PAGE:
Blair running away from ‘On-The-Runs’ bill as it, err, stands…

THE Government looks set to back down on some of its ham-fisted proposals for an amnesty for ‘Troubles’ fugitives, whether republican, loyalist or State. The concessions appear to be that those benefiting from the scheme should appear before a special tribunal, and a time limit also seems likely. But the DUP seems happier about other limits to the legislation which could benefit IRA victims – and it might even open doors for republicans too. No wonder frosty relations between Peter Robinson and Monica McWilliams are thawing.The Sunday Times reported:

Peter Robinson, deputy leader of the DUP and a strong opponent of the [Northern Ireland Offences] bill, said: “We have also been assured that there will be no limitation on civil proceedings and evidence gathered can be used in civil proceedings in the same way as it is in the crown court.”

This means that if evidence emerges at the special tribunals it can be used by victims to take action for damages against offenders, in the same way as some of those bereaved by the Real IRA bombing at Omagh are suing those they believe to be responsible.

Robinson is confident that the government will accept an amendment that would specify that anyone guilty of torture would not benefit.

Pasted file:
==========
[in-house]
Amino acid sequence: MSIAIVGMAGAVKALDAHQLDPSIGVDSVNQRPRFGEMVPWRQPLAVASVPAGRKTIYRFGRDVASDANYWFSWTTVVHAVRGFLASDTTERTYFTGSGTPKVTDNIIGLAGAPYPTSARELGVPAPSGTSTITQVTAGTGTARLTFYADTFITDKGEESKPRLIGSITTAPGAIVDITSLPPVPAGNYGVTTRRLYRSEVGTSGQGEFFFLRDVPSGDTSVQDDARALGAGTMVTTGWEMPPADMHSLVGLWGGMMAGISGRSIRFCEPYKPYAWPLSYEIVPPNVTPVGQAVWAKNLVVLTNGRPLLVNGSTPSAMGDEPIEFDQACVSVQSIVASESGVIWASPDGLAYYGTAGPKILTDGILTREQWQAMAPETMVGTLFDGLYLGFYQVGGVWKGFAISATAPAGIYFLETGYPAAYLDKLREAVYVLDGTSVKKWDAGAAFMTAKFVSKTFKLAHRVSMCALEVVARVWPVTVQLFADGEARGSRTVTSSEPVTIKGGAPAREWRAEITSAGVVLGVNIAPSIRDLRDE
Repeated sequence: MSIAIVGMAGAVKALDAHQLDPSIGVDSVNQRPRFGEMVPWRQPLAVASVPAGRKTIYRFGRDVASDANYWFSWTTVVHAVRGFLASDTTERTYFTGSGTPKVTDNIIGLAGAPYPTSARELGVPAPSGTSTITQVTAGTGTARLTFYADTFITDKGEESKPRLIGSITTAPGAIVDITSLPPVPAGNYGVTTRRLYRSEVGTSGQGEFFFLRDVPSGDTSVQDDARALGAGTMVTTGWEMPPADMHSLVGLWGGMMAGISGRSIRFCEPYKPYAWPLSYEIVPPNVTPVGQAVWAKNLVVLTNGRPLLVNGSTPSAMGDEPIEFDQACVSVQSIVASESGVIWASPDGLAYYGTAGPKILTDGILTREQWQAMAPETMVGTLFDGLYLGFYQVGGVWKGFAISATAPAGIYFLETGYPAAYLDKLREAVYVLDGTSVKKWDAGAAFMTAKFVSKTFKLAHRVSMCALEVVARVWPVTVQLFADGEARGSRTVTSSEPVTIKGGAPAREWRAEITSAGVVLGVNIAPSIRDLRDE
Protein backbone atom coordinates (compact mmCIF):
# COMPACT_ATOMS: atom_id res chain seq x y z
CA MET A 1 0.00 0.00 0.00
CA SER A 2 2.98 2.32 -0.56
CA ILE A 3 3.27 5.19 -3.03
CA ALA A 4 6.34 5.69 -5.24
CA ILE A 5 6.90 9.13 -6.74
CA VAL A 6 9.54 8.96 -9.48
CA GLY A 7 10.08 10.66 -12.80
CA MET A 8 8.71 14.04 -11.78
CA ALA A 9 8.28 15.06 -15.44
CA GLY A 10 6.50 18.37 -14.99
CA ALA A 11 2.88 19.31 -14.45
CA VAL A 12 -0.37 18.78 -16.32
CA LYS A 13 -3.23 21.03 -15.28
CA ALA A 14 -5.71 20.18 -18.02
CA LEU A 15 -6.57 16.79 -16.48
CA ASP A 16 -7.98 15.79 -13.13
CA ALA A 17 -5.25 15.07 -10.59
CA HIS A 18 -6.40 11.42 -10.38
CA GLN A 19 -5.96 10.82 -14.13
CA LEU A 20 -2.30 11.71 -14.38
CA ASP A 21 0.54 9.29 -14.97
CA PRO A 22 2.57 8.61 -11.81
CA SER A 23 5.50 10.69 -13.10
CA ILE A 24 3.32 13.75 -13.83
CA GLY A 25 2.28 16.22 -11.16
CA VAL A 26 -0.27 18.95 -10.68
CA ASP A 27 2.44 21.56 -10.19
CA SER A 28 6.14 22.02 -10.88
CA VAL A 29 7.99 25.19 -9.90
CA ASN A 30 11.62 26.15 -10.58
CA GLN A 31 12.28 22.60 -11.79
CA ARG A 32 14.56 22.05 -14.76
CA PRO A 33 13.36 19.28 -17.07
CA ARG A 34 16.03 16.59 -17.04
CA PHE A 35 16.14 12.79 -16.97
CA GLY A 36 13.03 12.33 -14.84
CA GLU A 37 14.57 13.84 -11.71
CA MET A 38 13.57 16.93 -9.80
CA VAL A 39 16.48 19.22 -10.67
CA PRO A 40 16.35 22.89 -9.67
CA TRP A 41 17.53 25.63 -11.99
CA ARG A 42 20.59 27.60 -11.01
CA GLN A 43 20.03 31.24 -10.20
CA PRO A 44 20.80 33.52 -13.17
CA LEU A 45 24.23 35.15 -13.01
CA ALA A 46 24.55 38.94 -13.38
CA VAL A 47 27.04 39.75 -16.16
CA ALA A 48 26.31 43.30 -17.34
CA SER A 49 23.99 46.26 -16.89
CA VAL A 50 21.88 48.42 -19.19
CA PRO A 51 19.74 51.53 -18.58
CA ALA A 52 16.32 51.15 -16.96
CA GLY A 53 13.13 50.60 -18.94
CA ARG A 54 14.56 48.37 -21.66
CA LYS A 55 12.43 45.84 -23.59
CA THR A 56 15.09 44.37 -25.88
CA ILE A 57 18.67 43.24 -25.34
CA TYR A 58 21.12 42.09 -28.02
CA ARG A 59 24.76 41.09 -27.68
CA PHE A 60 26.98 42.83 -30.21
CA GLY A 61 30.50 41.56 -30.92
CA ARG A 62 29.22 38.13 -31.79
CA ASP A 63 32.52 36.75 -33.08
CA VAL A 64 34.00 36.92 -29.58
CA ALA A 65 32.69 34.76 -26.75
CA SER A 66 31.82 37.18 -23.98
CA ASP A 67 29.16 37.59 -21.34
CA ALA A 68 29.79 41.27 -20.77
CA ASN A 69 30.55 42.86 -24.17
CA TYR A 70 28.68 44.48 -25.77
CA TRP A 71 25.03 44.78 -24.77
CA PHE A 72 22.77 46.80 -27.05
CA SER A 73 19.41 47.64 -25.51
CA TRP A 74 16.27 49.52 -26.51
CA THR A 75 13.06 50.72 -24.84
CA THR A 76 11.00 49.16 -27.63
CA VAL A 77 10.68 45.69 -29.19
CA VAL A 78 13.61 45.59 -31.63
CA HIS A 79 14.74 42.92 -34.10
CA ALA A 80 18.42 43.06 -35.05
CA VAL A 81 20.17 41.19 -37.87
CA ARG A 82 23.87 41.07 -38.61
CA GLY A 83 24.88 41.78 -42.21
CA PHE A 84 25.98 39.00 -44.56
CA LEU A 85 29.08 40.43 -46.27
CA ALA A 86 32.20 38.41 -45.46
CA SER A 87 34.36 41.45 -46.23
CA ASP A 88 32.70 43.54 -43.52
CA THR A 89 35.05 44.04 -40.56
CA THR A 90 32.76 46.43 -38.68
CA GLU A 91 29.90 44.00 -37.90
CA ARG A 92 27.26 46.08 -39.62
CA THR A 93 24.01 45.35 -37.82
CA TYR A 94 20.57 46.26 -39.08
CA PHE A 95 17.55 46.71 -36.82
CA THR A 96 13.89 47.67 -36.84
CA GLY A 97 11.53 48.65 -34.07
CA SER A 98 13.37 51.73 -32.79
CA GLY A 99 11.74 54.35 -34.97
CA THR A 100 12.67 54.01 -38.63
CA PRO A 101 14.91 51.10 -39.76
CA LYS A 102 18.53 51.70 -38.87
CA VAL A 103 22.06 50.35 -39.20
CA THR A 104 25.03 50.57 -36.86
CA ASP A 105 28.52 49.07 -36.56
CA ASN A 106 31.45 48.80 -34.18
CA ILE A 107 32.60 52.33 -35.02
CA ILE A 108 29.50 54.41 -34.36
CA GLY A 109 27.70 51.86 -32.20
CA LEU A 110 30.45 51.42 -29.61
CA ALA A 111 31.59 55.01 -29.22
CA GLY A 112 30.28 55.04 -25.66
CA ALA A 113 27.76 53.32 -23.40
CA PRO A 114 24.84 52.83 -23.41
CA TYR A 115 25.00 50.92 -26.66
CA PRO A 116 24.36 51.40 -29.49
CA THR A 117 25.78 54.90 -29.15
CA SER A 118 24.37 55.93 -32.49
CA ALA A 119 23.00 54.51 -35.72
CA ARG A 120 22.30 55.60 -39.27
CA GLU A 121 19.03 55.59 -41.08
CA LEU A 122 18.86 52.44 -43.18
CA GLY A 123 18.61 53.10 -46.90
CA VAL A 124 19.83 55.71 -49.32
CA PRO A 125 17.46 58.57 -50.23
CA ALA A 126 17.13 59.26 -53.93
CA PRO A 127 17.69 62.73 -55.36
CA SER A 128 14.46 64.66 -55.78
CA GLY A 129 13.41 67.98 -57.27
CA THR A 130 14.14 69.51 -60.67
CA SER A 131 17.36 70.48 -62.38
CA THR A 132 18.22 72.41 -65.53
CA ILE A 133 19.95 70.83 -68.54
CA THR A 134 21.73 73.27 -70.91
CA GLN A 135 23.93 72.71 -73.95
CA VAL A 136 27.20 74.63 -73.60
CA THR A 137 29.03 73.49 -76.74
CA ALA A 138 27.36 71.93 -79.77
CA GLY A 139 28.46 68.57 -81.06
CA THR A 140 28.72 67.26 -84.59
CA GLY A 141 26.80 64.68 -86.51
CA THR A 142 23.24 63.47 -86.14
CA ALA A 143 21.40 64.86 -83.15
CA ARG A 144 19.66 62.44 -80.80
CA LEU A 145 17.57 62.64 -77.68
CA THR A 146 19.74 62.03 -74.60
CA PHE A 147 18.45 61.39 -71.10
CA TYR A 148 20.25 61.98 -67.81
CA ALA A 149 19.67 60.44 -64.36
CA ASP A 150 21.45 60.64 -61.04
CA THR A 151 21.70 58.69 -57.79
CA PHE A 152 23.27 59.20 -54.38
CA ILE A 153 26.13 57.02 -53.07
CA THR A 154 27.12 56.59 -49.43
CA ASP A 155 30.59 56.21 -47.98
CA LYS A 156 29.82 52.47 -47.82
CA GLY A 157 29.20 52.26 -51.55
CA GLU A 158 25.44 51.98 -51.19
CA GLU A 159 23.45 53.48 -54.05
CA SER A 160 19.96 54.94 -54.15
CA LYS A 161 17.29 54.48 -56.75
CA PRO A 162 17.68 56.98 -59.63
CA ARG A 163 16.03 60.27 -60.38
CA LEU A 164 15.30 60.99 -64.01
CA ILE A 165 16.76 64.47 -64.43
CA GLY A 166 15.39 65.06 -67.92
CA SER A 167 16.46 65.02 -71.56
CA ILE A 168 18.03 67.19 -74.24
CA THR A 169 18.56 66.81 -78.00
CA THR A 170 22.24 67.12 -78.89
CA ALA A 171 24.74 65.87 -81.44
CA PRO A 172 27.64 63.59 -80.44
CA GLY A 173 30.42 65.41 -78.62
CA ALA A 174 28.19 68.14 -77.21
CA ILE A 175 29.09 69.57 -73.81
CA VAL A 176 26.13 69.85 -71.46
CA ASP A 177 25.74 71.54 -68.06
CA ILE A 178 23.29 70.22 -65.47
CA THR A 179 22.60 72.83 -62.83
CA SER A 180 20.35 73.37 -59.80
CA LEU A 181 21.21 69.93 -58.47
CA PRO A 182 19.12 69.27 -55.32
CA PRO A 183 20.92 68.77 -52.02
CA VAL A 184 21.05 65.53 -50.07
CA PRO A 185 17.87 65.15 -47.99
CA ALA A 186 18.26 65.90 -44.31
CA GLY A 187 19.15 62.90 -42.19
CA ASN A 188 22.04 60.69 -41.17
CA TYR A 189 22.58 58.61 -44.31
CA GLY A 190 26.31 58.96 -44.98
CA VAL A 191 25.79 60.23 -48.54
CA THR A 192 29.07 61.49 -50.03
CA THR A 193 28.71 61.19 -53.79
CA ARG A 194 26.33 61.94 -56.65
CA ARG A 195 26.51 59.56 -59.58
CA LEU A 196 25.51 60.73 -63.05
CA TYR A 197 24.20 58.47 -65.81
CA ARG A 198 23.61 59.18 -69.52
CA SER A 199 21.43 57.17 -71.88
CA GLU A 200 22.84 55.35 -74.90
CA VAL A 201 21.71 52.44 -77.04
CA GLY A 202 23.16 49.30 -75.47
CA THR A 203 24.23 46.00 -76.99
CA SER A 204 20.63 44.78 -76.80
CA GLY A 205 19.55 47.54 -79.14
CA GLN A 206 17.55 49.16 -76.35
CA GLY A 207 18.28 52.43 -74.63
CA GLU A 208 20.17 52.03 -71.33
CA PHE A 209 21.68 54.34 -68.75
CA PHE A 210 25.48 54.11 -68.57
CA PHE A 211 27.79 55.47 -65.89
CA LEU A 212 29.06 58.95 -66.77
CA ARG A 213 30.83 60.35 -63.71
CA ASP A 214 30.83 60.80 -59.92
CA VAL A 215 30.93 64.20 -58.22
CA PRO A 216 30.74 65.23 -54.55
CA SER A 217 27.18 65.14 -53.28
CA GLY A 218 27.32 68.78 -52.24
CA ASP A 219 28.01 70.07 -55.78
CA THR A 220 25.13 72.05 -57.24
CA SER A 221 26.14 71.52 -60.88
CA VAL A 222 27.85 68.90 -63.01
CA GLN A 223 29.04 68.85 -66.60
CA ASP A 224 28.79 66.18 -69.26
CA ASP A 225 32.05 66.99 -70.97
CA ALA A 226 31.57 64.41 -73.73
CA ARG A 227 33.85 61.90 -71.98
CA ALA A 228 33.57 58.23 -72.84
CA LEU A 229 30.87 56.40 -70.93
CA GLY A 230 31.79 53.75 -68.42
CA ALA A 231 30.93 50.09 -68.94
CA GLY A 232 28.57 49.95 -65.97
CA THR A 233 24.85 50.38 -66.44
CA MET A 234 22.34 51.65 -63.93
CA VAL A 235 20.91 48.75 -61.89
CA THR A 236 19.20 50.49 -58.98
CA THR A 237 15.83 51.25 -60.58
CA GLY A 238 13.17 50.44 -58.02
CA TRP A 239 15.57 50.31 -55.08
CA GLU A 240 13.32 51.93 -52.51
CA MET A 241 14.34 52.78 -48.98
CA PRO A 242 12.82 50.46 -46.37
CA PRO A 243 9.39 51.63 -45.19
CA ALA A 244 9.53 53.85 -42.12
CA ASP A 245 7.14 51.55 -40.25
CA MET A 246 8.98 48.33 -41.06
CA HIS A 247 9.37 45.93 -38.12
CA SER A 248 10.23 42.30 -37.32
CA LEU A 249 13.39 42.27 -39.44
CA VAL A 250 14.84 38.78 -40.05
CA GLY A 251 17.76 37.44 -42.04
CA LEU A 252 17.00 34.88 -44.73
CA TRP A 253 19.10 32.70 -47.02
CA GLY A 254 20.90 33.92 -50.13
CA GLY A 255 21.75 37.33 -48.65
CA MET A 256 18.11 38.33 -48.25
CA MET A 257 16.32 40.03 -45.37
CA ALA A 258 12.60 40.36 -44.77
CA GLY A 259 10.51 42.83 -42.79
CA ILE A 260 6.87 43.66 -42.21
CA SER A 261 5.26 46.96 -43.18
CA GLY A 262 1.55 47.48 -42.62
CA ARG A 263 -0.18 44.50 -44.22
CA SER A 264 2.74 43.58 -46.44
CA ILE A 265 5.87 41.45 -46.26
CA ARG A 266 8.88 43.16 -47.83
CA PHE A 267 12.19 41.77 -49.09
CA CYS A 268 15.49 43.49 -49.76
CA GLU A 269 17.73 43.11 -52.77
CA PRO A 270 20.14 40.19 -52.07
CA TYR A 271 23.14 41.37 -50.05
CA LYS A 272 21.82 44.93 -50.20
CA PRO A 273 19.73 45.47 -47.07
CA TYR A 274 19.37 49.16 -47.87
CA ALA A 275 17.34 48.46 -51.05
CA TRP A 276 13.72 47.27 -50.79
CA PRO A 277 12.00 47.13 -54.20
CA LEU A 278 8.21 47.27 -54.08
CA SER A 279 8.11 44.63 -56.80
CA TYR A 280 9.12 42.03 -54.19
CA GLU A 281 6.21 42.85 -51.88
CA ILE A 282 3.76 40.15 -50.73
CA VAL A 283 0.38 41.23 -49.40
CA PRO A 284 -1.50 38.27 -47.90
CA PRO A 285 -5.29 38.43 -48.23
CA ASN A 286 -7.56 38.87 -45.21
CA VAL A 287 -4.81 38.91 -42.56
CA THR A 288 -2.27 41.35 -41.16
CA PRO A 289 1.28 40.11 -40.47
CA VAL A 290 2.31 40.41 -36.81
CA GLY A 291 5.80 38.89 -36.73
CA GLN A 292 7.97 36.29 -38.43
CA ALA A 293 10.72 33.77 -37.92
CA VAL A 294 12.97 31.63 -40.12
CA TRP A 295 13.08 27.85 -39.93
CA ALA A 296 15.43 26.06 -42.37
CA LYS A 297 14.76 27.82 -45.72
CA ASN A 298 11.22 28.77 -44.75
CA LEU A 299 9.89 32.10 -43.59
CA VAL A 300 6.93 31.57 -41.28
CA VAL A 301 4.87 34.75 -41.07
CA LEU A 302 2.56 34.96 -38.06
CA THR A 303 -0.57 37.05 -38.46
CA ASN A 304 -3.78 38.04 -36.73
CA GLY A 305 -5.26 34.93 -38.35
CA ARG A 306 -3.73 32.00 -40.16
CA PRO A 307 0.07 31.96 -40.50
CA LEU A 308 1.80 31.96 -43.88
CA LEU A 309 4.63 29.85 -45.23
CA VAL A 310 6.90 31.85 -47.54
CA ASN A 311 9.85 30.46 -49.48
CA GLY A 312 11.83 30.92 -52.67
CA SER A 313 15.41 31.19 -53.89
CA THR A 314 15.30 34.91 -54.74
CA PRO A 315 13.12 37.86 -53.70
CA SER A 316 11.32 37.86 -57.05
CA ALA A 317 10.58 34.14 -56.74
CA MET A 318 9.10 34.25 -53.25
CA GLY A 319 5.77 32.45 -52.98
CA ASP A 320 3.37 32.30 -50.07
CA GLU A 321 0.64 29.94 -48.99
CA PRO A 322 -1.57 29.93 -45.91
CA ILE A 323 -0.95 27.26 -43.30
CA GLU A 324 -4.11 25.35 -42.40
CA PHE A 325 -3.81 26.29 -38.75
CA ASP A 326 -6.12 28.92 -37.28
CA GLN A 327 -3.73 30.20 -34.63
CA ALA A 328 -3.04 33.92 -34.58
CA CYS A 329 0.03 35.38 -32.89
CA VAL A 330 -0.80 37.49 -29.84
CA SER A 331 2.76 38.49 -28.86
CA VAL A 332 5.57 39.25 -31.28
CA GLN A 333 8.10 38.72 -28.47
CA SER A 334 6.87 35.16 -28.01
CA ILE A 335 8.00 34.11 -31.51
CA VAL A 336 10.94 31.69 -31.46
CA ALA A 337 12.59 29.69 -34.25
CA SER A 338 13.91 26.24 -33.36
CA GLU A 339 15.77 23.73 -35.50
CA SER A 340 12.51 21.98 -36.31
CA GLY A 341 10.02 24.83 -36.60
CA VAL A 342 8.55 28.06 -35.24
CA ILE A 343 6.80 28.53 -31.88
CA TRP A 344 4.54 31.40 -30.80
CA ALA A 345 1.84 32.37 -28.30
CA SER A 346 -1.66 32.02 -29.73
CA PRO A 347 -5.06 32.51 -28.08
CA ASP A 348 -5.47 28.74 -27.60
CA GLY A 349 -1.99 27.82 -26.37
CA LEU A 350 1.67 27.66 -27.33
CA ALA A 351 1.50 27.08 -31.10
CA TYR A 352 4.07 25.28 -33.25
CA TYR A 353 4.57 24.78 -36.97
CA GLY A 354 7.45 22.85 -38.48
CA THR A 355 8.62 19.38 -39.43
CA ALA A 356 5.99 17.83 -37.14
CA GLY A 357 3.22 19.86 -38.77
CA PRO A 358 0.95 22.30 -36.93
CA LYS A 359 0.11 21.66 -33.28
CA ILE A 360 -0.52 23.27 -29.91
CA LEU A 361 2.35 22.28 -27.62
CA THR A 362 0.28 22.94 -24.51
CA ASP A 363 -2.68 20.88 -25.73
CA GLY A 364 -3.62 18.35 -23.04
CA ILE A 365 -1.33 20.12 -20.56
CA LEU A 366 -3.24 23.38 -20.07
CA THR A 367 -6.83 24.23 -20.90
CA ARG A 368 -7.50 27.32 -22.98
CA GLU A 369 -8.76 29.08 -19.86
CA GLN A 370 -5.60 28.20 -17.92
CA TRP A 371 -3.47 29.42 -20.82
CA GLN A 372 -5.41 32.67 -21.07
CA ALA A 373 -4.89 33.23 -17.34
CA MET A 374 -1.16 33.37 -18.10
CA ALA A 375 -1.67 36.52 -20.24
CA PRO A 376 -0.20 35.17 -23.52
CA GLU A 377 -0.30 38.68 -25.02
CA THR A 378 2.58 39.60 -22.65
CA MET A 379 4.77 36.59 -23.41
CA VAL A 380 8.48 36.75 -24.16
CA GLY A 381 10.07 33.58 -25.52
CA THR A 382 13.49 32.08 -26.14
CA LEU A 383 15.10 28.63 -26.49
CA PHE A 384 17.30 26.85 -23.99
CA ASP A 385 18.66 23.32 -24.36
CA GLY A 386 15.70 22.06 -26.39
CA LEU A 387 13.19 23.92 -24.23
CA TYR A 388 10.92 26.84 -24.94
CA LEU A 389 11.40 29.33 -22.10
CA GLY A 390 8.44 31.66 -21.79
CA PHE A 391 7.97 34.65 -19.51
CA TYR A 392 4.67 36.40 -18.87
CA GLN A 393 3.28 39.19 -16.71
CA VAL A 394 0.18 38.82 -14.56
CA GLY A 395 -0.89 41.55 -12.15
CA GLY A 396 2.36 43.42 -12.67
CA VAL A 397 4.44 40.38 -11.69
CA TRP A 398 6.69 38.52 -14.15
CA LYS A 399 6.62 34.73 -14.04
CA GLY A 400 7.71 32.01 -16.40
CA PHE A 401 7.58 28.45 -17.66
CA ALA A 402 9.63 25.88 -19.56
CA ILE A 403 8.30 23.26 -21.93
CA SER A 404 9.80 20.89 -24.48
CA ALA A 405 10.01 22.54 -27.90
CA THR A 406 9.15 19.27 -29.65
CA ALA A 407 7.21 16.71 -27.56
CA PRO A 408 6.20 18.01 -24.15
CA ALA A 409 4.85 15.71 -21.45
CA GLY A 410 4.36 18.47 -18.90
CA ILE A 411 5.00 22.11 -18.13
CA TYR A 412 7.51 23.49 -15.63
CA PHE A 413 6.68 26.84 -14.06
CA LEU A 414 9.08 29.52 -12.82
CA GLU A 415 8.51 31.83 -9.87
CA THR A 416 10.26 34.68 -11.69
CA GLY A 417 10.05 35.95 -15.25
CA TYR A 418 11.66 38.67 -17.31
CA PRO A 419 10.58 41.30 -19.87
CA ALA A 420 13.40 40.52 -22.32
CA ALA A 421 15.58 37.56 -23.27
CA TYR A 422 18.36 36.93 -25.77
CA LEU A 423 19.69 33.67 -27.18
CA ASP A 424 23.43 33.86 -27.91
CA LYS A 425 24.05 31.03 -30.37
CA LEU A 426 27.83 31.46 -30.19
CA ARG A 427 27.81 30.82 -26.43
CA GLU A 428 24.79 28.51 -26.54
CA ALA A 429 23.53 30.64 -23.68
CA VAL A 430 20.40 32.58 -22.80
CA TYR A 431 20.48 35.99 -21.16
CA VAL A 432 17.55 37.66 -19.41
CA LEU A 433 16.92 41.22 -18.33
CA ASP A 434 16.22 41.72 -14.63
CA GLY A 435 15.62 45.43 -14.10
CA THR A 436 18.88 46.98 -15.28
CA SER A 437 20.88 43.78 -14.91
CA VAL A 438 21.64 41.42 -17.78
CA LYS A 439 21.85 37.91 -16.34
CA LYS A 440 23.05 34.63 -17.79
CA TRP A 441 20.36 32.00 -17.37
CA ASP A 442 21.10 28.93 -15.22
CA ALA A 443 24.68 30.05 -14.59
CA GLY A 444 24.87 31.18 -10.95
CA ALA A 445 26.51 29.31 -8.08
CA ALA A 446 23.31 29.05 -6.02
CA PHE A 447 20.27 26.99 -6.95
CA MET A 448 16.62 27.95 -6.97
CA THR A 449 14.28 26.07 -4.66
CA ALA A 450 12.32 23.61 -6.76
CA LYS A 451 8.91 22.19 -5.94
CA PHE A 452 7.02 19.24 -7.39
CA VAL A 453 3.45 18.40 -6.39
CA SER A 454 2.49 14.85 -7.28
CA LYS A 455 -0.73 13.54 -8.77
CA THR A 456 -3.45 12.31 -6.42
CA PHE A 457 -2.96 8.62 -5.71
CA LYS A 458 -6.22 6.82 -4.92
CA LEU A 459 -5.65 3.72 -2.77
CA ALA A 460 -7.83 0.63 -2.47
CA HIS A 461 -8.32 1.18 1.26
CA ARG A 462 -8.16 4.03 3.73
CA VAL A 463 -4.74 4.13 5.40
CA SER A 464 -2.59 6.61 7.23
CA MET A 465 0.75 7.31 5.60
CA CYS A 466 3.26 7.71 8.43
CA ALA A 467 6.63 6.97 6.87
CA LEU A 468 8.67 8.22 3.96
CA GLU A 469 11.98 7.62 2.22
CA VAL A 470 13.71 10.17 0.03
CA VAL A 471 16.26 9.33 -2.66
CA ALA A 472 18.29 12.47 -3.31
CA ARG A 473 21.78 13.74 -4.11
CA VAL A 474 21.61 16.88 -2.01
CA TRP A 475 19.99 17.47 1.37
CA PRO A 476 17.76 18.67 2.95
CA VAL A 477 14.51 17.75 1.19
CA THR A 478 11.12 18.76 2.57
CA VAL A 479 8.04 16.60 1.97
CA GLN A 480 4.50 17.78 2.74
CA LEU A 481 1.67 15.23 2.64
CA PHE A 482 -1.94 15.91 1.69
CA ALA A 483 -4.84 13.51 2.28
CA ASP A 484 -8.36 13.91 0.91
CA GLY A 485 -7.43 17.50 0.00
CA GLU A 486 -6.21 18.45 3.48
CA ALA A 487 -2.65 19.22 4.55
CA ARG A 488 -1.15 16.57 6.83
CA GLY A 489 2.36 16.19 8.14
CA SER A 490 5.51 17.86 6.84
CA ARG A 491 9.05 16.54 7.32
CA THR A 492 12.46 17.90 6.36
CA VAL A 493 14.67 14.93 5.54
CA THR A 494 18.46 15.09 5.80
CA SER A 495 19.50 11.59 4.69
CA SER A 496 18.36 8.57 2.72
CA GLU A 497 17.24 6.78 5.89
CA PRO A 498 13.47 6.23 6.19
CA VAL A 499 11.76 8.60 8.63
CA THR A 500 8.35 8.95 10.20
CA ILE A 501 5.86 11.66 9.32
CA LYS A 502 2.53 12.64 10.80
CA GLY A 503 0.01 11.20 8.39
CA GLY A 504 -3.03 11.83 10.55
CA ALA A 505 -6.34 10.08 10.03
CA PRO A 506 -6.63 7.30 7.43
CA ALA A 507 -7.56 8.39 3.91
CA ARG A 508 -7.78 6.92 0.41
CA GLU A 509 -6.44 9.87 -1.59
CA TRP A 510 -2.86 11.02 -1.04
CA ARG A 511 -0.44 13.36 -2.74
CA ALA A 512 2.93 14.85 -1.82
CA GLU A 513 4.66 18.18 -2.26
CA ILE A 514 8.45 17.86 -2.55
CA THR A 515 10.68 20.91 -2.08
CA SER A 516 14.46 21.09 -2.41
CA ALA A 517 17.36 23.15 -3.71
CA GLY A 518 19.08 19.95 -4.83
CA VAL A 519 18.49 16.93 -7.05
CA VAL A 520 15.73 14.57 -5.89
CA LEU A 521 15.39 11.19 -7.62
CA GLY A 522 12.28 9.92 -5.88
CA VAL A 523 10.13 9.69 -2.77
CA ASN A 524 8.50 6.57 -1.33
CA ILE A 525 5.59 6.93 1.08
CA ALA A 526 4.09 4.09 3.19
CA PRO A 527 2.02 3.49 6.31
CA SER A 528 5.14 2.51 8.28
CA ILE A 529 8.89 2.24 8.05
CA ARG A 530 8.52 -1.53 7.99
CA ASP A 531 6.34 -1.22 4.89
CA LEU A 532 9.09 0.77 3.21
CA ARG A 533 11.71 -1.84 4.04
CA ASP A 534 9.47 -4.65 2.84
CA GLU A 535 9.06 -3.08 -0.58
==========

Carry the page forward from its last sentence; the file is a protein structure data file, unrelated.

“This is likely to be accepted because the European human rights convention and the United Nations convention against torture require the government to impose the appropriate penalty against anyone responsible for torture,” he said.

Liam Clarke added that the amnesty bill’s extension to the security forces “is particularly relevant with the finding of the Bloody Sunday tribunal due out by Easter. It may find members of the British Army responsible for murder or manslaughter”.

Robinson’s coy choice of highlighting one amendment to the legislation – that torturers will not benefit from the amnesty – is interesting. Robinson appears to believe that victims of the IRA could be compensated in civil actions using the evidence presented in the special tribunals for ‘Troubles’ fugitives.

But since similar legislation will also apply to State soldiers, police officers or other agents suspected of ‘scheduled’ or terrorist offences, such a strategy of claiming compensation on the basis of what the legislation cannot cover may be useful to other victims too…

And why not take advantage? As the legislation stands, those suspected of State criminality would be treated less favourably than an alleged IRA fugitive, according to the legal opinion explored by the Irish Times recently.

There were rumours after Weston Park that the military weren’t a bit happy about the apparent equivalence of IRA terrorism and State violence. I can’t imagine the MoD would be willing to accept suspected rogue soldiers being treated worse than suspected ‘on-the-run’ terrorists – the average soldier in Iraq today might not take it too well if he thought his Government was prepared to treat a terrorist better than him.

The Northern Ireland (Offences) Bill reaches its report stage in Parliament later this month. It’s definitely one to watch, as Blair will have to perform a major shift on this. Good job he can blame Peter Hain though, eh?

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